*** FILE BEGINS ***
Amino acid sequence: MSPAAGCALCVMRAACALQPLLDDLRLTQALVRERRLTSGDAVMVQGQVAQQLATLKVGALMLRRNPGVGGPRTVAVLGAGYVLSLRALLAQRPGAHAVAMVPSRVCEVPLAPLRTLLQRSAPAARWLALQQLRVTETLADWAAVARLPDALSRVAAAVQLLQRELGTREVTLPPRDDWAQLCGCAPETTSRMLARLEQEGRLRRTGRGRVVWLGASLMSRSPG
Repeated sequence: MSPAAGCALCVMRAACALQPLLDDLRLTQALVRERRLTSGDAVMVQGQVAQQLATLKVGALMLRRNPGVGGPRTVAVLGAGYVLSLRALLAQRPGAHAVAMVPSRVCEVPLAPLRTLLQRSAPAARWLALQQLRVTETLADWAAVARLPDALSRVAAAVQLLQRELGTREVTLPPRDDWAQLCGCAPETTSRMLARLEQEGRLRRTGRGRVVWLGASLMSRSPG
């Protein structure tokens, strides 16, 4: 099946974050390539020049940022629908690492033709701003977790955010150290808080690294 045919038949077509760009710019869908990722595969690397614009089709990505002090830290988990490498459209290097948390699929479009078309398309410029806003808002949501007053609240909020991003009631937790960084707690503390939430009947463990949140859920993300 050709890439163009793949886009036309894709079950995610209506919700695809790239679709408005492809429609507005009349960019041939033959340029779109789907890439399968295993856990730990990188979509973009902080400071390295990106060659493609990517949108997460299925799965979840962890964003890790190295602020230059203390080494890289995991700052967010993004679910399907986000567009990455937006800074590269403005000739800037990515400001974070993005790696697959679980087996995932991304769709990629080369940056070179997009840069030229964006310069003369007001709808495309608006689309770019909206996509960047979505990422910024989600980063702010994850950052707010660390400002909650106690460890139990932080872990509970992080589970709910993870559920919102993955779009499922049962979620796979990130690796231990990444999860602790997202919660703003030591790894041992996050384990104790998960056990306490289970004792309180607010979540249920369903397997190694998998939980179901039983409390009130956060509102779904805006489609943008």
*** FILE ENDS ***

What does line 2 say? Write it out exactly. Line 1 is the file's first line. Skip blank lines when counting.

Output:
Repeated sequence: MSPAAGCALCVMRAACALQPLLDDLRLTQALVRERRLTSGDAVMVQGQVAQQLATLKVGALMLRRNPGVGGPRTVAVLGAGYVLSLRALLAQRPGAHAVAMVPSRVCEVPLAPLRTLLQRSAPAARWLALQQLRVTETLADWAAVARLPDALSRVAAAVQLLQRELGTREVTLPPRDDWAQLCGCAPETTSRMLARLEQEGRLRRTGRGRVVWLGASLMSRSPG